Subject: File No. JOBS Act Title II
From: Kevin Frei
Affiliation: entrepreneur

April 23, 2012

As an entrepreneur, I am ecstatic that Congress has decided to remove some of the obstacles standing between people with plans and people with capital.

As you draft the rules, please keep in mind how important a tool the revised rule 506 exemption is going to be for people seeking relatively modest amounts of capital - under $200,000, for instance.

When I was seeking funds to produce a low-budget movie, I had some offers from family and friends to buy shares in the production, but it was not enough to meet my budget. Because I am not fortunate enough to have pre-existing relationships with many accredited investors, I knew I would have to look outside my existing network of prospects. My only option was to use Reg D Rule 504, which allowed me to "advertise" through a "general announcement" within certain states. While this did allow me to seek new investors, it disallowed me from accepting investments from the family and friends who believed in my project and wanted to participate.

A previous advantage to rule 506 was that it allowed investment from both accredited investors and a small pool of non-accredited investors. It is not clear to me that the new rule 506 will allow any non-accredited investors to participate if the issuer engages in advertising.

Imagine a scenario in which you have a promising business plan but you need to raise $150,000 to put that plan into action. Like most Americans, you do not qualify for a loan of that size, nor is it wise for you to try to shoulder all that risk by yourself. Your family and friends believe in your plan and they want to invest, but they are not rich so they can only put in $20,000. You simply do not have a network of rich people to draw on, so you look for an SEC exemption that allows you to advertise your offering to strangers provided you only accept funds from accredited investors. But this precludes you from accepting investments from your friends and family, so when the accredited investors ask you whether there is any first money in, you must say "no" because you were not allowed to accept that initial $20,000 from your non-accredited family and friends.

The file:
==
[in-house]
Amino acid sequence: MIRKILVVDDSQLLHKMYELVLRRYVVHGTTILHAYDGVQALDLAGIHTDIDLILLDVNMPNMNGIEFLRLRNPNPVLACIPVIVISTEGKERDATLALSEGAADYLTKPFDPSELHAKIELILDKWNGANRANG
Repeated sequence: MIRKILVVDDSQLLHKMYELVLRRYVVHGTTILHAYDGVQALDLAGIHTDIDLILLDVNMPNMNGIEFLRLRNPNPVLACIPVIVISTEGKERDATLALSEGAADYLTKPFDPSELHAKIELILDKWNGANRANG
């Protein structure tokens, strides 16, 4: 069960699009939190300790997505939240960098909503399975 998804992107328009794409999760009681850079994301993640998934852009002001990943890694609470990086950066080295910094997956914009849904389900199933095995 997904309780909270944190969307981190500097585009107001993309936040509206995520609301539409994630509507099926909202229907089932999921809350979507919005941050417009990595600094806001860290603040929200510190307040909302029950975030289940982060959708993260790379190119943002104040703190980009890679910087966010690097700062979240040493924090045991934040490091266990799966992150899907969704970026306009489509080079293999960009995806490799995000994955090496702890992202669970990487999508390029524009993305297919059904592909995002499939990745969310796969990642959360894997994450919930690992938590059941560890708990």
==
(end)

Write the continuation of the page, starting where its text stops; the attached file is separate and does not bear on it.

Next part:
For a $150,000 business (an independent movie or a themed restaurant or an arcade, for example), entrepreneurs need to be able to accept what they can from friends and family AND seek capital outside their small network of acquaintances. That is why I urge the SEC to continue the allowance of 35 non-accredited investors regardless whether the issuer engages in advertising.

A compromise could be that the issuer must have a pre-existing relationship with the (up to) 35 non-accredited investors, and only the accredited investors may be found through advertising.

Personally, I don't see why Rule 506 shouldn't allow 35 non-accredited investors AND general advertising AND unlimited accredited investors with no requirement for a pre-existing relationship AND crowdfunding with a maximum $2,000 from non-accredited investors with whom you do not have a pre-existing relationship.